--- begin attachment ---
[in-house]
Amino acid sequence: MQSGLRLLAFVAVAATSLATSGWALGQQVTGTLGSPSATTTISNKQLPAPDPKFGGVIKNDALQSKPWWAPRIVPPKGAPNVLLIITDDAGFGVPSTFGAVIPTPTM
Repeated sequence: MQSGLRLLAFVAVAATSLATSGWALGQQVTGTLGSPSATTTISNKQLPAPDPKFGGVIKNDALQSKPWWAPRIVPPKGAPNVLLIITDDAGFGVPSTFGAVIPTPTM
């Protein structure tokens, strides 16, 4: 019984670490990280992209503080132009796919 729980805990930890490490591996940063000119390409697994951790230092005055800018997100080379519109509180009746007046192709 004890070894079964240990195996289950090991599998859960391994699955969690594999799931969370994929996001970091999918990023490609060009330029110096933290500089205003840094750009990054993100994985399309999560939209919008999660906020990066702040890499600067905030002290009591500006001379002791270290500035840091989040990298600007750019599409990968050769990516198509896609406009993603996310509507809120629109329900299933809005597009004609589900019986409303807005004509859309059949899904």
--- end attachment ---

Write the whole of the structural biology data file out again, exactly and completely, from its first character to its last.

[in-house]
Amino acid sequence: MQSGLRLLAFVAVAATSLATSGWALGQQVTGTLGSPSATTTISNKQLPAPDPKFGGVIKNDALQSKPWWAPRIVPPKGAPNVLLIITDDAGFGVPSTFGAVIPTPTM
Repeated sequence: MQSGLRLLAFVAVAATSLATSGWALGQQVTGTLGSPSATTTISNKQLPAPDPKFGGVIKNDALQSKPWWAPRIVPPKGAPNVLLIITDDAGFGVPSTFGAVIPTPTM
């Protein structure tokens, strides 16, 4: 019984670490990280992209503080132009796919 729980805990930890490490591996940063000119390409697994951790230092005055800018997100080379519109509180009746007046192709 004890070894079964240990195996289950090991599998859960391994699955969690594999799931969370994929996001970091999918990023490609060009330029110096933290500089205003840094750009990054993100994985399309999560939209919008999660906020990066702040890499600067905030002290009591500006001379002791270290500035840091989040990298600007750019599409990968050769990516198509896609406009993603996310509507809120629109329900299933809005597009004609589900019986409303807005004509859309059949899904």